How Yemen Prefers To Remain Intoxicated Than Brace For Corona Virus Attack

May 2, 2020

A mild stimulant that flourishes in the highlands of Yemen and Ethiopia, qat is a way of life for Yemenis, and even today, when the country is trying to recoup from a civil war and Covid-19 outbreak.

According to the World Bank reports, 72 per cent of Yemeni men chew the plant. Users are known to spend almost 10 per cent of their income on it – among low-income users the proportion is up to 30 per cent. Chronic use is associated with mental and physical health problems.

Even now, the markets of the capital of Sanaa are continuing to sell the stimulant, while most markets across the world continue to be closed down in order to contain the spread of the virus. Despite the fact, the country’s economy has been ravaged by civil war. As a result, it is today, considered one of the poorest and the least developed in the world.

But unfortunately, the male population in majority is seen preferring to spend on qat and flaunt the mandatory rule of social distancing. Media reports from the city confirmed that Yemenis could be seen thronging the local markets busily selecting bunches of the chewable leaf from vendors packed into the narrow lanes crowded with stalls.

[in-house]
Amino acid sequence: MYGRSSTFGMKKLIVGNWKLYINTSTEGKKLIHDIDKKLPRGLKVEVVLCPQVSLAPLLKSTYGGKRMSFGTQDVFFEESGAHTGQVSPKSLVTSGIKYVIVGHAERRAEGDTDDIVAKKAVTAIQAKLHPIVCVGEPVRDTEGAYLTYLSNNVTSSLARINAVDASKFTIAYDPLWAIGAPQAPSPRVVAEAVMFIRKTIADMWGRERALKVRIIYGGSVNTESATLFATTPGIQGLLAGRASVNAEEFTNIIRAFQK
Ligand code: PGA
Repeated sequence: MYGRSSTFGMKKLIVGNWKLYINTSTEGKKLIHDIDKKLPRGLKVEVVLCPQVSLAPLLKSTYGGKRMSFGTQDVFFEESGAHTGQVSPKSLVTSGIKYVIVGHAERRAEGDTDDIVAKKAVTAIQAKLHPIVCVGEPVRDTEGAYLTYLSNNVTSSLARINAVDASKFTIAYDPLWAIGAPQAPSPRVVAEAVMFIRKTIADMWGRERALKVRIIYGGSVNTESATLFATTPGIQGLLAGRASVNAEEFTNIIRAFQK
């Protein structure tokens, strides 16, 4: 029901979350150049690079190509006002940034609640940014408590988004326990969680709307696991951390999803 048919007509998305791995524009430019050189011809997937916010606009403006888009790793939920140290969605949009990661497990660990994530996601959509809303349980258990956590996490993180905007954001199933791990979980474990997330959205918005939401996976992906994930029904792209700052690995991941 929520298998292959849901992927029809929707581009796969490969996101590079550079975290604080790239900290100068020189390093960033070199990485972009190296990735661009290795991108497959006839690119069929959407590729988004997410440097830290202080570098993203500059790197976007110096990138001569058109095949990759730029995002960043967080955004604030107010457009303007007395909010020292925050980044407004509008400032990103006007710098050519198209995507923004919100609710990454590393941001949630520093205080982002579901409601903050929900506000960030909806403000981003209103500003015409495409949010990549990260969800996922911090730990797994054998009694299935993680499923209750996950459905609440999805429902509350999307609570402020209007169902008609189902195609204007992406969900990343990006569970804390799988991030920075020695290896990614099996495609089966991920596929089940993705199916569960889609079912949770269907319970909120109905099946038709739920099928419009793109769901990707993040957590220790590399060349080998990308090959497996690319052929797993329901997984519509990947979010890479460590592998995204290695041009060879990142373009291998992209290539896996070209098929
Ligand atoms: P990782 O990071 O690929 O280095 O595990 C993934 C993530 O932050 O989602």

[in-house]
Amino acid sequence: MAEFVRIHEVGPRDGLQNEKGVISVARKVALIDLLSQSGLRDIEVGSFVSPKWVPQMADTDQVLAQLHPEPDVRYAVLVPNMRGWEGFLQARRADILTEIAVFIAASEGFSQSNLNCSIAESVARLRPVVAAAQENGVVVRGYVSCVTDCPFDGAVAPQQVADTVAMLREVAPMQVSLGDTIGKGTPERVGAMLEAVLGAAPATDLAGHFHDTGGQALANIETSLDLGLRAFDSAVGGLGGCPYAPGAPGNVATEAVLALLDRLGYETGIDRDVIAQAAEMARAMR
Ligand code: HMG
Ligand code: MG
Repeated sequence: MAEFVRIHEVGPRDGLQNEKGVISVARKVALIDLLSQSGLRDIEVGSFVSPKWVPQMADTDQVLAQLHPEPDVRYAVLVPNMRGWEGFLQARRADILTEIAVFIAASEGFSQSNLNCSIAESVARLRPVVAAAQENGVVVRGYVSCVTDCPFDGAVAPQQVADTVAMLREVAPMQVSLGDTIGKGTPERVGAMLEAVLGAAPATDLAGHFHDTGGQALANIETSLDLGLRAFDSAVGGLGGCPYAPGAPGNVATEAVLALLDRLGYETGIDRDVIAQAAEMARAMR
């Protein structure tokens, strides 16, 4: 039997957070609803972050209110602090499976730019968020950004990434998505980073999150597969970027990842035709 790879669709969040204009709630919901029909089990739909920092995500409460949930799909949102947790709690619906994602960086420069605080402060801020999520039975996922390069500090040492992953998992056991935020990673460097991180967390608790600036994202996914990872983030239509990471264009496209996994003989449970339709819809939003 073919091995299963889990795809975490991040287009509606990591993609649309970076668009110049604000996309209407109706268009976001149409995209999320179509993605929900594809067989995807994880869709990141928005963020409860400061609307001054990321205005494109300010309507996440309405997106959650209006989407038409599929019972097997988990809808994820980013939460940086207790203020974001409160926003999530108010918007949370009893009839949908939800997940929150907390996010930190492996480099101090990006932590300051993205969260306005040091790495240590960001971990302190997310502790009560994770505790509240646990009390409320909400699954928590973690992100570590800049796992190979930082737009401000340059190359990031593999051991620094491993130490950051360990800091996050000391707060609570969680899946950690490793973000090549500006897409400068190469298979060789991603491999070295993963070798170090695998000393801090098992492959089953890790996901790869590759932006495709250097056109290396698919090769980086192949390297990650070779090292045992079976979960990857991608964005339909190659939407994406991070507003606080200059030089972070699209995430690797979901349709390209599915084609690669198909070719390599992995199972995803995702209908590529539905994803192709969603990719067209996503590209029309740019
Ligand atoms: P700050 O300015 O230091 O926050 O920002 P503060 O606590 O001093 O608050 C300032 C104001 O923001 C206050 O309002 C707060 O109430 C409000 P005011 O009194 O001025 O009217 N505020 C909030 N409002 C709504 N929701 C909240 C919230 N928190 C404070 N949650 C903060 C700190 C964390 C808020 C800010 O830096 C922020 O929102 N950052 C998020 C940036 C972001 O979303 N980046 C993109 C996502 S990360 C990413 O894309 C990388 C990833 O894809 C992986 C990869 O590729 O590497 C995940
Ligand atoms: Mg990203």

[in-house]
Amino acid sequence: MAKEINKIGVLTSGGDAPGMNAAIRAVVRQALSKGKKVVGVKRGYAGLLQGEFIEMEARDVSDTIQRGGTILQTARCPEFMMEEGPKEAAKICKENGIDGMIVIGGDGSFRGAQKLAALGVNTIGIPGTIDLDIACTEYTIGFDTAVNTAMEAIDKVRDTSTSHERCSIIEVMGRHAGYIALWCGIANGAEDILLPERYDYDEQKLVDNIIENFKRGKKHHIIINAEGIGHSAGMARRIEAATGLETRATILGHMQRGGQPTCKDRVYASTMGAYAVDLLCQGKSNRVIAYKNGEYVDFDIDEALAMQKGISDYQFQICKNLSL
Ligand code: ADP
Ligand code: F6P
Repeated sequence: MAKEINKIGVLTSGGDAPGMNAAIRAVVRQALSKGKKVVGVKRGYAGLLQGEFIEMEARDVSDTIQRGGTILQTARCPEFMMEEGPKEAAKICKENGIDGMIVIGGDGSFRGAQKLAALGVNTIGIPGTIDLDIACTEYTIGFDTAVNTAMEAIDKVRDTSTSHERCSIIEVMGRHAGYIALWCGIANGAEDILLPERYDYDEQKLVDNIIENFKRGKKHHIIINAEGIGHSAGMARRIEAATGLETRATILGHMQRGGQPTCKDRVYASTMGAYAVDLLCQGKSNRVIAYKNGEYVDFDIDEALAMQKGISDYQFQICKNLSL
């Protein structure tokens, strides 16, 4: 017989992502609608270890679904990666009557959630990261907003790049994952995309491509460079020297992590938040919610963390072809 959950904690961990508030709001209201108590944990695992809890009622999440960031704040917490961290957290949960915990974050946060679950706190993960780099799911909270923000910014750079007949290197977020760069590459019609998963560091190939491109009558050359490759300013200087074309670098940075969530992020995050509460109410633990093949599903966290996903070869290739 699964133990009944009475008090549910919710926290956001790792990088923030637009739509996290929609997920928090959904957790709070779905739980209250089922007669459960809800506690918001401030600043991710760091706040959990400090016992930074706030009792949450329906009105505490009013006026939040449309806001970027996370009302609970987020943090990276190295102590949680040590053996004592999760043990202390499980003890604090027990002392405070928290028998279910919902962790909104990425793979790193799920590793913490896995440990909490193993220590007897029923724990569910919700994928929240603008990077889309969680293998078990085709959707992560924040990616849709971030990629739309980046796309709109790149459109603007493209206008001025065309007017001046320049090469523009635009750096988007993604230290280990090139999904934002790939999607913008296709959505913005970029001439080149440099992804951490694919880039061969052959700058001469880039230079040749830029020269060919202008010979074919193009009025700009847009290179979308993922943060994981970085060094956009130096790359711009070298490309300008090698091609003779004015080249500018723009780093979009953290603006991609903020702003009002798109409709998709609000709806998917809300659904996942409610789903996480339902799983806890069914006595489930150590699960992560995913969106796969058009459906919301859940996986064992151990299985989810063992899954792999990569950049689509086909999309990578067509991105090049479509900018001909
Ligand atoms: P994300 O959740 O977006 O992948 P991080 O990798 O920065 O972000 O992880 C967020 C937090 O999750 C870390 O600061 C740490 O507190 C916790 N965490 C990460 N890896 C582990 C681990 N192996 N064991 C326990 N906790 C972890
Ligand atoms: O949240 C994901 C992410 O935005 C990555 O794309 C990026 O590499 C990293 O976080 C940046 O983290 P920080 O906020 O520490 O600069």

This is a huge risk for a vulnerable economy, which is neither medically nor financially equipped to handle a medical emergency, which even the best equipped nations like the UK, Britain and US have had a challenge in containing. The numbers of those perished through the Covid-19 infection has crossed 2 million mark worldwide.

Banned in many other countries, Yemen is a major producer and consumer of qat. Since 2015, the country’s economy went spiraling down, diminishing its spot as the country once best known for its coffee industry. However, greed for easy profits amongst the war like conditions, pushed the Yemenis to trade more on qat and replace crop into other agricultural lands — around the Red Sea and in African countries such as Ethiopia and Somalia where it also flourishes.While WHO estimates show that 90 percent men in Yemen are used to this slow chewing tobacco, women and children can also be seen consuming it occasionally.

Additionally and ironically too, while the insurgents who control much of the north including Sanaa, have suspended schools and flights to ward off the pandemic, they have been unable to shut down the qat markets. It’s a kind of opium which unites a devastated nation.

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